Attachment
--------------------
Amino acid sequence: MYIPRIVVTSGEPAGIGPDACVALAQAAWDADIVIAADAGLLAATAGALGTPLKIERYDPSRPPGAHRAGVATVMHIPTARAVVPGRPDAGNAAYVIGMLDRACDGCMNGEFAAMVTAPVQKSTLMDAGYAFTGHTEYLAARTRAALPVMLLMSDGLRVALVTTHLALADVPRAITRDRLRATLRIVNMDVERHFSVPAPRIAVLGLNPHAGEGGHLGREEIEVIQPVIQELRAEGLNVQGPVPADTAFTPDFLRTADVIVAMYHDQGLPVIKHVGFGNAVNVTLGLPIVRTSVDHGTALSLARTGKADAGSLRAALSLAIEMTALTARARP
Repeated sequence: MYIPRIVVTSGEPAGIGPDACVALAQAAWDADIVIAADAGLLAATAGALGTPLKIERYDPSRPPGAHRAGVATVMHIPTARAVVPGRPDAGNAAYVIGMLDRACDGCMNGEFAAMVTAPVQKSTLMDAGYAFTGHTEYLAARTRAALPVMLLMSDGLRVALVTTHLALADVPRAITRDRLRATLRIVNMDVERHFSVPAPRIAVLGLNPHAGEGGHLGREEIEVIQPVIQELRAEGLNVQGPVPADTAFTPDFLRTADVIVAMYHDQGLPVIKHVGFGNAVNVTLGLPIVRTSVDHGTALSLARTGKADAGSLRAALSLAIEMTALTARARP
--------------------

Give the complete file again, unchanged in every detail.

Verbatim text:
Amino acid sequence: MYIPRIVVTSGEPAGIGPDACVALAQAAWDADIVIAADAGLLAATAGALGTPLKIERYDPSRPPGAHRAGVATVMHIPTARAVVPGRPDAGNAAYVIGMLDRACDGCMNGEFAAMVTAPVQKSTLMDAGYAFTGHTEYLAARTRAALPVMLLMSDGLRVALVTTHLALADVPRAITRDRLRATLRIVNMDVERHFSVPAPRIAVLGLNPHAGEGGHLGREEIEVIQPVIQELRAEGLNVQGPVPADTAFTPDFLRTADVIVAMYHDQGLPVIKHVGFGNAVNVTLGLPIVRTSVDHGTALSLARTGKADAGSLRAALSLAIEMTALTARARP
Repeated sequence: MYIPRIVVTSGEPAGIGPDACVALAQAAWDADIVIAADAGLLAATAGALGTPLKIERYDPSRPPGAHRAGVATVMHIPTARAVVPGRPDAGNAAYVIGMLDRACDGCMNGEFAAMVTAPVQKSTLMDAGYAFTGHTEYLAARTRAALPVMLLMSDGLRVALVTTHLALADVPRAITRDRLRATLRIVNMDVERHFSVPAPRIAVLGLNPHAGEGGHLGREEIEVIQPVIQELRAEGLNVQGPVPADTAFTPDFLRTADVIVAMYHDQGLPVIKHVGFGNAVNVTLGLPIVRTSVDHGTALSLARTGKADAGSLRAALSLAIEMTALTARARP